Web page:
Installing activesupport (3.0.0.beta) from .gem files at /Users/mikel/Code/app/vendor/cache 
Installing arel (0.2.1) from .gem files at /Users/mikel/Code/app/vendor/cache 
Installing builder (2.1.2) from .gem files at /Users/mikel/Code/app/vendor/cache 
Installing bundler (0.9.3) from system gems 
Installing erubis (2.6.5) from .gem files at /Users/mikel/Code/app/vendor/cache 
Installing hpricot (0.6) from rubygems repository at http://gemcutter.org with native extensions 
Installing i18n (0.3.3) from .gem files at /Users/mikel/Code/app/vendor/cache 
Installing mail (2.1.2) from .gem files at /Users/mikel/Code/app/vendor/cache 
Installing memcache-client (1.7.8) from .gem files at /Users/mikel/Code/app/vendor/cache 
Installing mime-types (1.16) from .gem files at /Users/mikel/Code/app/vendor/cache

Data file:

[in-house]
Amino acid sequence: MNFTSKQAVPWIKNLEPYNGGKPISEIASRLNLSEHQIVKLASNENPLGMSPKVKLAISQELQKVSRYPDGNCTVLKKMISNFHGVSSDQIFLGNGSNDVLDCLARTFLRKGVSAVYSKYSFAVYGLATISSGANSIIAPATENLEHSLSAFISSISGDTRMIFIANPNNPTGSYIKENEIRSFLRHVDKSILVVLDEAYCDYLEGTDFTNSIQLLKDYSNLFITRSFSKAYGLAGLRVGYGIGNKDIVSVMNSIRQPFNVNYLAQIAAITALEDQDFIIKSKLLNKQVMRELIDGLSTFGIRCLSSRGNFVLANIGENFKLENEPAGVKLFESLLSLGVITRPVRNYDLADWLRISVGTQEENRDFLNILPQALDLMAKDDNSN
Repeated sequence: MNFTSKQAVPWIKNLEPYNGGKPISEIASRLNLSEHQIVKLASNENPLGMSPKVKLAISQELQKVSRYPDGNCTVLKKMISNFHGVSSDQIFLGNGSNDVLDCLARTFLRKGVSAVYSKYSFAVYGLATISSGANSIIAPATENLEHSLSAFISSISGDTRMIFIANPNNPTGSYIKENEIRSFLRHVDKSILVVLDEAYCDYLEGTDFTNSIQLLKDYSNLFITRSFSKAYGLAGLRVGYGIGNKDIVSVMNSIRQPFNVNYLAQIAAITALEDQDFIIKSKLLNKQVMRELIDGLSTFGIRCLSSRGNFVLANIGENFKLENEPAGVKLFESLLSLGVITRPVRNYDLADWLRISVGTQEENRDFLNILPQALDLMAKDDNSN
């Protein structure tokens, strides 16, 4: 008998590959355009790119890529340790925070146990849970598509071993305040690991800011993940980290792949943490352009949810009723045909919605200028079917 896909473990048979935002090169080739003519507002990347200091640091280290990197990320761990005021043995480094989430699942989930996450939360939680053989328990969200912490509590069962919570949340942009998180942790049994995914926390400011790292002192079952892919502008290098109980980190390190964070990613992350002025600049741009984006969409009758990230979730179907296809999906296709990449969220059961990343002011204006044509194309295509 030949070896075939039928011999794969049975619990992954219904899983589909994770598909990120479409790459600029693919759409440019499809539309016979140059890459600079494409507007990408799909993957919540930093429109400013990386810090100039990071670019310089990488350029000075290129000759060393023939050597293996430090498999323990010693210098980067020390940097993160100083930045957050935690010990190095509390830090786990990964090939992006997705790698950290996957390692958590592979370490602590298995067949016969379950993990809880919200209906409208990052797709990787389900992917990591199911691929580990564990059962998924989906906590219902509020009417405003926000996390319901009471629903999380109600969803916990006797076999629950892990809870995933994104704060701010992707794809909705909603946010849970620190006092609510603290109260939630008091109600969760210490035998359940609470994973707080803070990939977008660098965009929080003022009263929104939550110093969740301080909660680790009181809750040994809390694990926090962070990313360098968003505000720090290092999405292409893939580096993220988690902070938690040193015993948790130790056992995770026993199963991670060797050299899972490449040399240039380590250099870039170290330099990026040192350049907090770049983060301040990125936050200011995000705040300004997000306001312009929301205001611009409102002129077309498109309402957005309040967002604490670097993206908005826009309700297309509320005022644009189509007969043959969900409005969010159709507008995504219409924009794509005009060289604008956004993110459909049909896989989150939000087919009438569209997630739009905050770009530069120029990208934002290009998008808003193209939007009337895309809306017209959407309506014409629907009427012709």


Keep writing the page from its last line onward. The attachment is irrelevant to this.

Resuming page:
Installing pg (0.8.0) from system gems 
Installing rack (1.1.0) from .gem files at /Users/mikel/Code/app/vendor/cache 
Installing rack-mount (0.4.5) from .gem files at /Users/mikel/Code/app/vendor/cache 
Installing rack-test (0.5.3) from .gem files at /Users/mikel/Code/app/vendor/cache 
Installing rails (3.0.0.beta) from .gem files at /Users/mikel/Code/app/vendor/cache 
Installing railties (3.0.0.beta) from .gem files at /Users/mikel/Code/app/vendor/cache 
Installing rake (0.8.7) from .gem files at /Users/mikel/Code/app/vendor/cache 
Installing sqlite3-ruby (1.2.5) from .gem files at /Users/mikel/Code/app/vendor/cache with native extensions 
Installing text-format (1.0.0) from .gem files at /Users/mikel/Code/app/vendor/cache 
Installing text-hyphen (1.0.0) from .gem files at /Users/mikel/Code/app/vendor/cache 
Installing thor (0.13.0) from .gem files at /Users/mikel/Code/app/vendor/cache 
Installing tzinfo (0.3.16) from .gem files at /Users/mikel/Code/app/vendor/cache 
Your bundle is complete!